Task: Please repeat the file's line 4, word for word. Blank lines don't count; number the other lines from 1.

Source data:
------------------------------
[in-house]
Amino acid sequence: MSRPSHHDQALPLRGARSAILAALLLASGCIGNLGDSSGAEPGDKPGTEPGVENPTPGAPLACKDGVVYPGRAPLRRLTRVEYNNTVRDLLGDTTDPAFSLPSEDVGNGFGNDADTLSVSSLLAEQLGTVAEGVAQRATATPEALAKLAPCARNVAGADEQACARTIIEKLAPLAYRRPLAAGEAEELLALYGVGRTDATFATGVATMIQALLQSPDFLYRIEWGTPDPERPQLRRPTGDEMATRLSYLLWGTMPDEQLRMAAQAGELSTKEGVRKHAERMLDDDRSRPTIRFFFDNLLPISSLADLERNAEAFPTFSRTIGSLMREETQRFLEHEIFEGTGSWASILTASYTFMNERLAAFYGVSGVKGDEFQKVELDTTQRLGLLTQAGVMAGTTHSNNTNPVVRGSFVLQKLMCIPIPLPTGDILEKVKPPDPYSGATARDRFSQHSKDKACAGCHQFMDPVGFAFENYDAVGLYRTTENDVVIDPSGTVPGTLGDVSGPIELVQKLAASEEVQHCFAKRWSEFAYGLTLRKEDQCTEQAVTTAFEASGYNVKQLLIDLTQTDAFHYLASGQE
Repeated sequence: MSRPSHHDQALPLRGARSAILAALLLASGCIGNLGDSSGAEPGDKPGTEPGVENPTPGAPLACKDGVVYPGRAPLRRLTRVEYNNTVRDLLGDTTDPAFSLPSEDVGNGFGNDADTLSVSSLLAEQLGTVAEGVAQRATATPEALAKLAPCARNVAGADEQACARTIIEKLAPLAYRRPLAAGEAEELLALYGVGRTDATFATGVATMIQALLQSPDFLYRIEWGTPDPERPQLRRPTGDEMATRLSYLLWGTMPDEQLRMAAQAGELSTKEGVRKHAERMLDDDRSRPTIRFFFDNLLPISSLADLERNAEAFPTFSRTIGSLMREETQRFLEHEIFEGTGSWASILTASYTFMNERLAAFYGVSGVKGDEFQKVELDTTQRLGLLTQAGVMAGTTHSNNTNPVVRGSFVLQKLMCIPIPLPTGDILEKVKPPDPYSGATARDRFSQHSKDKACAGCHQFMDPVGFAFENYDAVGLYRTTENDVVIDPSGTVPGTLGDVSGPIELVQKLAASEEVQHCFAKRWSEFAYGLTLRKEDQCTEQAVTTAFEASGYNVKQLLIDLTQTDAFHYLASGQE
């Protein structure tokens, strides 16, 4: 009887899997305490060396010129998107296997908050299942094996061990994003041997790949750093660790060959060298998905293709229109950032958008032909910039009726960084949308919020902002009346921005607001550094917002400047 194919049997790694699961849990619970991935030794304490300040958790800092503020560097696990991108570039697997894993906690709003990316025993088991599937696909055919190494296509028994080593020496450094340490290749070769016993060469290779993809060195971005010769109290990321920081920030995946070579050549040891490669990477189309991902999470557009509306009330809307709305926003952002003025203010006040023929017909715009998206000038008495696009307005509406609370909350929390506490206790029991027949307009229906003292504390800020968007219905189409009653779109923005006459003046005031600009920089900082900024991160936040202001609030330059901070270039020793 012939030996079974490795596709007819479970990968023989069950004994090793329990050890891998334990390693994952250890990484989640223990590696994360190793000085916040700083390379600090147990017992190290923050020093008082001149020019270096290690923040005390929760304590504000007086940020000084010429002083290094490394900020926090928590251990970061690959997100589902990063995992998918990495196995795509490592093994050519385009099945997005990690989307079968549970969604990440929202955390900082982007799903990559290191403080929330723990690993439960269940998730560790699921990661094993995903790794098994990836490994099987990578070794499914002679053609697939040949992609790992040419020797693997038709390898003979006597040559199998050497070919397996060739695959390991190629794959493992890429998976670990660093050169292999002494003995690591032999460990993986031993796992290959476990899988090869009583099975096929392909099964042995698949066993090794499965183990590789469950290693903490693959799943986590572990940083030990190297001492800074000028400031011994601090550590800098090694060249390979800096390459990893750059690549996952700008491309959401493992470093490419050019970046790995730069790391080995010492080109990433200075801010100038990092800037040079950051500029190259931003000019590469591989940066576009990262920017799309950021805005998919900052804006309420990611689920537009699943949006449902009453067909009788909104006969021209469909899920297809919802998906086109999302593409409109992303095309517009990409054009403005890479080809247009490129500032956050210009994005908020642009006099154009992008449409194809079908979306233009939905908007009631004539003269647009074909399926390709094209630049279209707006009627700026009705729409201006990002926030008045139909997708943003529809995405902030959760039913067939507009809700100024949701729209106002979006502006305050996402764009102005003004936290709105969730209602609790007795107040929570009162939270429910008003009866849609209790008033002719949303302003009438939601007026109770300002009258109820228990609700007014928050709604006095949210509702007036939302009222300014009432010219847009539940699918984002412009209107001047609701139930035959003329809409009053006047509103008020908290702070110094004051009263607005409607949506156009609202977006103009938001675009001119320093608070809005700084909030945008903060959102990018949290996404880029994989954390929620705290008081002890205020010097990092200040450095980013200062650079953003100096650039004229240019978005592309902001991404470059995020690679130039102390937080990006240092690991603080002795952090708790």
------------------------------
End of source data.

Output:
């Protein structure tokens, strides 16, 4: 009887899997305490060396010129998107296997908050299942094996061990994003041997790949750093660790060959060298998905293709229109950032958008032909910039009726960084949308919020902002009346921005607001550094917002400047 194919049997790694699961849990619970991935030794304490300040958790800092503020560097696990991108570039697997894993906690709003990316025993088991599937696909055919190494296509028994080593020496450094340490290749070769016993060469290779993809060195971005010769109290990321920081920030995946070579050549040891490669990477189309991902999470557009509306009330809307709305926003952002003025203010006040023929017909715009998206000038008495696009307005509406609370909350929390506490206790029991027949307009229906003292504390800020968007219905189409009653779109923005006459003046005031600009920089900082900024991160936040202001609030330059901070270039020793 012939030996079974490795596709007819479970990968023989069950004994090793329990050890891998334990390693994952250890990484989640223990590696994360190793000085916040700083390379600090147990017992190290923050020093008082001149020019270096290690923040005390929760304590504000007086940020000084010429002083290094490394900020926090928590251990970061690959997100589902990063995992998918990495196995795509490592093994050519385009099945997005990690989307079968549970969604990440929202955390900082982007799903990559290191403080929330723990690993439960269940998730560790699921990661094993995903790794098994990836490994099987990578070794499914002679053609697939040949992609790992040419020797693997038709390898003979006597040559199998050497070919397996060739695959390991190629794959493992890429998976670990660093050169292999002494003995690591032999460990993986031993796992290959476990899988090869009583099975096929392909099964042995698949066993090794499965183990590789469950290693903490693959799943986590572990940083030990190297001492800074000028400031011994601090550590800098090694060249390979800096390459990893750059690549996952700008491309959401493992470093490419050019970046790995730069790391080995010492080109990433200075801010100038990092800037040079950051500029190259931003000019590469591989940066576009990262920017799309950021805005998919900052804006309420990611689920537009699943949006449902009453067909009788909104006969021209469909899920297809919802998906086109999302593409409109992303095309517009990409054009403005890479080809247009490129500032956050210009994005908020642009006099154009992008449409194809079908979306233009939905908007009631004539003269647009074909399926390709094209630049279209707006009627700026009705729409201006990002926030008045139909997708943003529809995405902030959760039913067939507009809700100024949701729209106002979006502006305050996402764009102005003004936290709105969730209602609790007795107040929570009162939270429910008003009866849609209790008033002719949303302003009438939601007026109770300002009258109820228990609700007014928050709604006095949210509702007036939302009222300014009432010219847009539940699918984002412009209107001047609701139930035959003329809409009053006047509103008020908290702070110094004051009263607005409607949506156009609202977006103009938001675009001119320093608070809005700084909030945008903060959102990018949290996404880029994989954390929620705290008081002890205020010097990092200040450095980013200062650079953003100096650039004229240019978005592309902001991404470059995020690679130039102390937080990006240092690991603080002795952090708790």